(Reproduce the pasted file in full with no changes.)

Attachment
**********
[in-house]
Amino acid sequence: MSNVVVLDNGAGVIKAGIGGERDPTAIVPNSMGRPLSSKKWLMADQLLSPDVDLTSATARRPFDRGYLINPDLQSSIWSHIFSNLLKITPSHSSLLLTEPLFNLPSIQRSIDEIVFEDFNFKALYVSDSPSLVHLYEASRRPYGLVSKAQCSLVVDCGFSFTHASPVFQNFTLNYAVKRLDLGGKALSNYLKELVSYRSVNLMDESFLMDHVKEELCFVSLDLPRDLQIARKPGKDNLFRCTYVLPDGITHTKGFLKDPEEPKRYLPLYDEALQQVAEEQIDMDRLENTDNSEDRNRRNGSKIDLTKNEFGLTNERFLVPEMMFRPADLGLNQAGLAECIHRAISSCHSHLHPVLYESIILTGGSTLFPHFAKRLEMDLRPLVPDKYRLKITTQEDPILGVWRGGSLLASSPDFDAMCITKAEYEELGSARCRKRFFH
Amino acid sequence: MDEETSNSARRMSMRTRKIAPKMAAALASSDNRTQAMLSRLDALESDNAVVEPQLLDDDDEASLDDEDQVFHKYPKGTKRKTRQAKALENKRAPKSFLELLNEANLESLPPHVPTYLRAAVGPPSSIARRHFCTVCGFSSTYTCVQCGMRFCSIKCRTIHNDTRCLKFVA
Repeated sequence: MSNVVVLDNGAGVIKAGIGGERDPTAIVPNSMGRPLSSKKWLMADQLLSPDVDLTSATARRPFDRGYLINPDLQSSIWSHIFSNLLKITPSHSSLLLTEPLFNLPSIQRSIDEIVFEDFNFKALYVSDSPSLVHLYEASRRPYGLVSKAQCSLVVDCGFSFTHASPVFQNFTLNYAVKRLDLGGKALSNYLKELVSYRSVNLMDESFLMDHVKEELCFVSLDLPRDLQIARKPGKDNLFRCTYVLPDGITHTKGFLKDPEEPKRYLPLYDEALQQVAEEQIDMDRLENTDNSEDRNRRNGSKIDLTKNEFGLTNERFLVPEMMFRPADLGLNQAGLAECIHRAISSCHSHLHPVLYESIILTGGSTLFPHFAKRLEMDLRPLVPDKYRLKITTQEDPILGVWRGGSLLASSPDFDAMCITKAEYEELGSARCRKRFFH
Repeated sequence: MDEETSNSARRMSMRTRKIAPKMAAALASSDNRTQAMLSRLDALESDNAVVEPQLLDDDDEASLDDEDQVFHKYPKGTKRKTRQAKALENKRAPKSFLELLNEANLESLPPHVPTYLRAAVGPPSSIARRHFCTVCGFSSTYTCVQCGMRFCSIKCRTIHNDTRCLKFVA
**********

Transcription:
[in-house]
Amino acid sequence: MSNVVVLDNGAGVIKAGIGGERDPTAIVPNSMGRPLSSKKWLMADQLLSPDVDLTSATARRPFDRGYLINPDLQSSIWSHIFSNLLKITPSHSSLLLTEPLFNLPSIQRSIDEIVFEDFNFKALYVSDSPSLVHLYEASRRPYGLVSKAQCSLVVDCGFSFTHASPVFQNFTLNYAVKRLDLGGKALSNYLKELVSYRSVNLMDESFLMDHVKEELCFVSLDLPRDLQIARKPGKDNLFRCTYVLPDGITHTKGFLKDPEEPKRYLPLYDEALQQVAEEQIDMDRLENTDNSEDRNRRNGSKIDLTKNEFGLTNERFLVPEMMFRPADLGLNQAGLAECIHRAISSCHSHLHPVLYESIILTGGSTLFPHFAKRLEMDLRPLVPDKYRLKITTQEDPILGVWRGGSLLASSPDFDAMCITKAEYEELGSARCRKRFFH
Amino acid sequence: MDEETSNSARRMSMRTRKIAPKMAAALASSDNRTQAMLSRLDALESDNAVVEPQLLDDDDEASLDDEDQVFHKYPKGTKRKTRQAKALENKRAPKSFLELLNEANLESLPPHVPTYLRAAVGPPSSIARRHFCTVCGFSSTYTCVQCGMRFCSIKCRTIHNDTRCLKFVA
Repeated sequence: MSNVVVLDNGAGVIKAGIGGERDPTAIVPNSMGRPLSSKKWLMADQLLSPDVDLTSATARRPFDRGYLINPDLQSSIWSHIFSNLLKITPSHSSLLLTEPLFNLPSIQRSIDEIVFEDFNFKALYVSDSPSLVHLYEASRRPYGLVSKAQCSLVVDCGFSFTHASPVFQNFTLNYAVKRLDLGGKALSNYLKELVSYRSVNLMDESFLMDHVKEELCFVSLDLPRDLQIARKPGKDNLFRCTYVLPDGITHTKGFLKDPEEPKRYLPLYDEALQQVAEEQIDMDRLENTDNSEDRNRRNGSKIDLTKNEFGLTNERFLVPEMMFRPADLGLNQAGLAECIHRAISSCHSHLHPVLYESIILTGGSTLFPHFAKRLEMDLRPLVPDKYRLKITTQEDPILGVWRGGSLLASSPDFDAMCITKAEYEELGSARCRKRFFH
Repeated sequence: MDEETSNSARRMSMRTRKIAPKMAAALASSDNRTQAMLSRLDALESDNAVVEPQLLDDDDEASLDDEDQVFHKYPKGTKRKTRQAKALENKRAPKSFLELLNEANLESLPPHVPTYLRAAVGPPSSIARRHFCTVCGFSSTYTCVQCGMRFCSIKCRTIHNDTRCLKFVA